Historische Märsche

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Sdt
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Historische Märsche

Post by Sdt » 02 Apr 2006 20:25

[Topic title corrected by the host, Ivan Ž.]

I have this nice potpourri performed by Musikkorps der 11. Panzer-Grenadier-Division.

Can someone identify the marches?

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behemoth
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Post by behemoth » 04 Apr 2006 17:12

One of my neighbors came from Germany after the war. He may be framilliar with those. I will ask his opinion when the time is conveniant. I listened again and again. Huge musical brain teaser....

Dave

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Sdt
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Post by Sdt » 04 Apr 2006 18:37

Yep, I agree, quite difficult.

Fubbik
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Post by Fubbik » 10 Apr 2006 19:24

The sound quality is appaling, but I heard this:

Fanfaren der Feldtrompeter und Heerpauker
Marsch der Landsknechte (the first with fifes)
Fanfares for the cavalry
Marsch der Querpfeifer
Geusenlied
Marsch der Finnländischen Reiterei
Fanfare der Pappenheimer
Pappenheimer Marsch
Prinz Eugen
Zapfenstreichmarsch from the 17th century
Der Coburger
Präsentiermarsch der deutschen Marine
Marsch des schwäbischen Kreisregiments
Fanfares for trumpets and kettledrums, not identified

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Post by nicagaf » 10 Apr 2006 21:49

Fubbik, that's great!

Could you give some additional info about Geusenlied? Is there any vocal version (I ask because it' called Geusenlied)?

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Post by Fubbik » 11 Apr 2006 10:28

Geusenlied is not the title, it should really be "a Geusenlied", since the Geusen (the beggars) had many songs. I don´t think the title of this one is preserved. It is just known as Geusenlied, but try the German net and use Geusen as a search word. But beware, there are many modern songs known as Geusenlieder.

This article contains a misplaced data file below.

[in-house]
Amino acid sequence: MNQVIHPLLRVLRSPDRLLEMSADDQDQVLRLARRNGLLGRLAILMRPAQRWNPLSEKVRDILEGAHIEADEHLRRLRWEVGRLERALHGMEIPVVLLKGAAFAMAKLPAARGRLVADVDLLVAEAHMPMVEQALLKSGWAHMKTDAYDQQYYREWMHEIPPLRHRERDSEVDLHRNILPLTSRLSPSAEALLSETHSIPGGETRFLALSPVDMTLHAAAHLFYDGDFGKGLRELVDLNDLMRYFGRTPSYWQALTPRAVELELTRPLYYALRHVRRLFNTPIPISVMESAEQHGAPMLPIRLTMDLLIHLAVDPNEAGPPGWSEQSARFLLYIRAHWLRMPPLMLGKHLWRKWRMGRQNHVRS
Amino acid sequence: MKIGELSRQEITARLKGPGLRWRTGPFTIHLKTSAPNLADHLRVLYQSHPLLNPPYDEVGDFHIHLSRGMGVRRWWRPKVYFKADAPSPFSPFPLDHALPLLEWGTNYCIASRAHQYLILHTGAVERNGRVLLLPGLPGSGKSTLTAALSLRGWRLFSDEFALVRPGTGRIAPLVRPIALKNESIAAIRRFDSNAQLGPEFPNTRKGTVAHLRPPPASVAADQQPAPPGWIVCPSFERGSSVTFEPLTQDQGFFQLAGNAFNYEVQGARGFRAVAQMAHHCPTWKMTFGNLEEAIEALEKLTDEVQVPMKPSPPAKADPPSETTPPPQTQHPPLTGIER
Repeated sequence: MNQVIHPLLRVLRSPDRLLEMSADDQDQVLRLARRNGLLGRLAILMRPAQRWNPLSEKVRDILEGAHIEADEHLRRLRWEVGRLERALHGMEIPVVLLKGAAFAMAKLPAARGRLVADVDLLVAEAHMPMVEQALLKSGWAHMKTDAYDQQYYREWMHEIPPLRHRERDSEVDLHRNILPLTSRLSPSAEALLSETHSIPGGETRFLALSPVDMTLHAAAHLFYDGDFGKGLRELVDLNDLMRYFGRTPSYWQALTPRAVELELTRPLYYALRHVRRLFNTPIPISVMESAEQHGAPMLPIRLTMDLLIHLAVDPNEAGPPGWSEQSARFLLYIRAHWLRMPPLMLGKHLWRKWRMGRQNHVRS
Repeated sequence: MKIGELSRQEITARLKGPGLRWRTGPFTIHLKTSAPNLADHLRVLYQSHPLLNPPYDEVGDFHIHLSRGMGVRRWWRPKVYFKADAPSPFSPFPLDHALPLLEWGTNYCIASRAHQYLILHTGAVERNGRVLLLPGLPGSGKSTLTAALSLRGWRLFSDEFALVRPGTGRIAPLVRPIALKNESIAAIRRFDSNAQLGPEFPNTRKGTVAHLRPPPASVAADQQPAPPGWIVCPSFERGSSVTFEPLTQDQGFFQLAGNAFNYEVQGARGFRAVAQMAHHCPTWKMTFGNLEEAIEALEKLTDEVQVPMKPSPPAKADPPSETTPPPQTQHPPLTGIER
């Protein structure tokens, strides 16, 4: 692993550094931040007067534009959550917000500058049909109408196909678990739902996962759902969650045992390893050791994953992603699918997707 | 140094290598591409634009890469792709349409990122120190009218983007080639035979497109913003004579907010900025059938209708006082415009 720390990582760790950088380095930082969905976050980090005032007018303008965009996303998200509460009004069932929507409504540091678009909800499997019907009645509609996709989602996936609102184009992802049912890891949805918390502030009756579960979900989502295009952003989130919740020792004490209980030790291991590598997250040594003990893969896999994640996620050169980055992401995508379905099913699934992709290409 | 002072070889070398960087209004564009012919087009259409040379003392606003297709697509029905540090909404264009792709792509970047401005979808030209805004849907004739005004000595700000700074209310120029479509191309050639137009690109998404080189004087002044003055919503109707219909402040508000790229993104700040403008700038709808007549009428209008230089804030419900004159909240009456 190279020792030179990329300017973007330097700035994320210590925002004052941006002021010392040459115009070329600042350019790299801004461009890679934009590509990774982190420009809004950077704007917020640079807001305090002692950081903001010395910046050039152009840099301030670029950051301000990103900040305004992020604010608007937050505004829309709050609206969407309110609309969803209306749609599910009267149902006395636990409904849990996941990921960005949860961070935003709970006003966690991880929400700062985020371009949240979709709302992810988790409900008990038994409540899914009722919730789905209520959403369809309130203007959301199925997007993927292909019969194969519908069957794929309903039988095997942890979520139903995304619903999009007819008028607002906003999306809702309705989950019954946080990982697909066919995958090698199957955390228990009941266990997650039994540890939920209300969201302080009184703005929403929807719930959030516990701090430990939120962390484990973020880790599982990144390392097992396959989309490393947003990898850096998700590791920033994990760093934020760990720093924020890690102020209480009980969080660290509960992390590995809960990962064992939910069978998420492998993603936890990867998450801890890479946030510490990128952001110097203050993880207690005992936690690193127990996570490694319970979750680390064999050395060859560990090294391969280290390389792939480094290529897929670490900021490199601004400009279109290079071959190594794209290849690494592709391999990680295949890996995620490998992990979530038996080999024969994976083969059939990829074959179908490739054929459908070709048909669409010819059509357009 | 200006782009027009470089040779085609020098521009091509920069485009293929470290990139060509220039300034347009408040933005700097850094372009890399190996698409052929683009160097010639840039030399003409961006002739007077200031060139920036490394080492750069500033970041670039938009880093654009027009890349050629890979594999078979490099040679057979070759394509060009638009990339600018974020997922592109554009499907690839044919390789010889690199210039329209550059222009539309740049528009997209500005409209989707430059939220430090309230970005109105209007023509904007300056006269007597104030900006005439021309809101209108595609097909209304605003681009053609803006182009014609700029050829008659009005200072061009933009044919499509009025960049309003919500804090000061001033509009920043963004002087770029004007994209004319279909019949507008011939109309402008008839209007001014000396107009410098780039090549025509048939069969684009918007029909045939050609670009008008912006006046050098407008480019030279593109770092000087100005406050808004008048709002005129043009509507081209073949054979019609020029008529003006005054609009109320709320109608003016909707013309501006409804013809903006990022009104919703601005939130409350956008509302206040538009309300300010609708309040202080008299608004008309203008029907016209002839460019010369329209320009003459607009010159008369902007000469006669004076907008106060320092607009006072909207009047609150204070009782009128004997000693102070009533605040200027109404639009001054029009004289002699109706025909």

This Geusenlied hails from the Dutch rebellion. 1582 is stated as the year it was first known.

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Sdt
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Post by Sdt » 11 Apr 2006 15:24

Thanks for ids Fubbik :D

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Ivan Ž.
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Post by Ivan Ž. » 20 Apr 2006 17:11

The chronological medley "Historische Märsche" was composed in 1890 by Emil Kaiser (1853-1929) and it is the most important German military march medley of all time. It was recorded numerous times throughout the entire XX century. This was its standard list of marches:

XV century
- Fanfaren der Feldtrompeter und Heerpauker
- Marsch der Landsknechte
XVI century
- Fanfare der Reiterei
- Marsch der Querpfeifer
- Geusenlied
XVII century
- Finska rytteriets marsch
- Fanfare der Pappenheimer
- Marsch der Pappenheimer
XVIII century
- Prinz Eugen
- Alter Zapfenstreich
- Coburger-Josias-Marsch
- Mars voor de gewone pas nr. 1 * should be in the XIX century group
- Marsch des schwäbischen Kreis-Regiments Durlach-Baden
- Marsch aus der Zeit Friedrichs des Großen
- Der alte Dessauer
- Bayrischer Präsentiermarsch
- Marsch des kursächsischen Regiments „Churfürst“
- Paradepost der berittenen Truppen
- Hohenfriedberger Marsch
XIX century
- Alter Jägermarsch
- Pariser Einzugsmarsch
- Radetzky-Marsch
- Düppeler-Schanzen-Sturmmarsch
- Bayrischer Defiliermarsch
- Präsentiermarsch der kaiserlichen I. Matrosen-Division
- Lockmarsch
- [optional march from the XIX century or a contemporary one]

The last march was occasionally changed; for example, during WWII, band of the "Großdeutschland" Regiment played "Wir fahren gegen Engelland" by Herms Niel at the end, Leibstandarte played "Badenweiler-Marsch", etc. Also, "Präsentiermarsch der kaiserlichen I. Matrosen-Division" was sometimes skipped, and "Bayrischer Defiliermarsch" was replaced during the war with "Die Wacht am Rhein". In the post-WWII recording by the 11. Panzergrenadierdivision, "Paradepost", "Pariser Einzugsmarsch" and "Bayrischer Defiliermarsch" were skipped and the medley was closed with "Kaiser-Friedrich-Marsch".

Cheers,
Ivan

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Re: Historische Märsche

Post by Ivan Ž. » 12 Nov 2020 13:03

The complete (and, in my opinion, the best) recording of the medley, made by Carl Woitschach's band in 1930 for Ultraphon, can be heard here:





All six parts were also released on the Schallplatten-Volksverband label, under the title "Die Märsche der Jahrhunderte". Woitschach re-recorded the entire medley in 1933, for Telefunken (which is a bit strange since Telefunken acquired, and then reproduced, the Ultraphon recordings; why they needed another - basically identical - recording of the medley is beyond me).

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